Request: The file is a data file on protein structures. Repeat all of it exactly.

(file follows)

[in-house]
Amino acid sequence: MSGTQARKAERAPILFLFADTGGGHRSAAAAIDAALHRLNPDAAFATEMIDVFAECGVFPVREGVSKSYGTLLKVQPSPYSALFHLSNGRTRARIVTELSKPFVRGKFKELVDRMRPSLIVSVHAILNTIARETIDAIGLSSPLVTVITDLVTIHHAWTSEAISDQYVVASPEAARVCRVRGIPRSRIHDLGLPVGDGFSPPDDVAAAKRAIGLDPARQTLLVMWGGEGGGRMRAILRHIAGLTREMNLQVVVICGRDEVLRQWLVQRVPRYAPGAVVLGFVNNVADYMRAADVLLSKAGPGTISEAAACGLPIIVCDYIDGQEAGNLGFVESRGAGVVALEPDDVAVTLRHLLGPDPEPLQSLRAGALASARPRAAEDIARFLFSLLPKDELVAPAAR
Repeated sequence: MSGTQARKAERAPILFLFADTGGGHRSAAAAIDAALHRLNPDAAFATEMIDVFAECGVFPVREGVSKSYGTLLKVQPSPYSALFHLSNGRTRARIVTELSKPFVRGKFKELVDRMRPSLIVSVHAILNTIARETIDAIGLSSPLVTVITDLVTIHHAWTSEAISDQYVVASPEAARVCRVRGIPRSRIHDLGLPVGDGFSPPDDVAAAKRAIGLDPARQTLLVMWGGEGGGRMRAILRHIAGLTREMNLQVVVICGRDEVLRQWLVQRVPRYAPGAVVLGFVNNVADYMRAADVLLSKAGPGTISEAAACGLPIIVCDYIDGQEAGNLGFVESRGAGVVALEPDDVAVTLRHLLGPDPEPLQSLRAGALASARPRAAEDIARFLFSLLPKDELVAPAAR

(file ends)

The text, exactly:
[in-house]
Amino acid sequence: MSGTQARKAERAPILFLFADTGGGHRSAAAAIDAALHRLNPDAAFATEMIDVFAECGVFPVREGVSKSYGTLLKVQPSPYSALFHLSNGRTRARIVTELSKPFVRGKFKELVDRMRPSLIVSVHAILNTIARETIDAIGLSSPLVTVITDLVTIHHAWTSEAISDQYVVASPEAARVCRVRGIPRSRIHDLGLPVGDGFSPPDDVAAAKRAIGLDPARQTLLVMWGGEGGGRMRAILRHIAGLTREMNLQVVVICGRDEVLRQWLVQRVPRYAPGAVVLGFVNNVADYMRAADVLLSKAGPGTISEAAACGLPIIVCDYIDGQEAGNLGFVESRGAGVVALEPDDVAVTLRHLLGPDPEPLQSLRAGALASARPRAAEDIARFLFSLLPKDELVAPAAR
Repeated sequence: MSGTQARKAERAPILFLFADTGGGHRSAAAAIDAALHRLNPDAAFATEMIDVFAECGVFPVREGVSKSYGTLLKVQPSPYSALFHLSNGRTRARIVTELSKPFVRGKFKELVDRMRPSLIVSVHAILNTIARETIDAIGLSSPLVTVITDLVTIHHAWTSEAISDQYVVASPEAARVCRVRGIPRSRIHDLGLPVGDGFSPPDDVAAAKRAIGLDPARQTLLVMWGGEGGGRMRAILRHIAGLTREMNLQVVVICGRDEVLRQWLVQRVPRYAPGAVVLGFVNNVADYMRAADVLLSKAGPGTISEAAACGLPIIVCDYIDGQEAGNLGFVESRGAGVVALEPDDVAVTLRHLLGPDPEPLQSLRAGALASARPRAAEDIARFLFSLLPKDELVAPAAR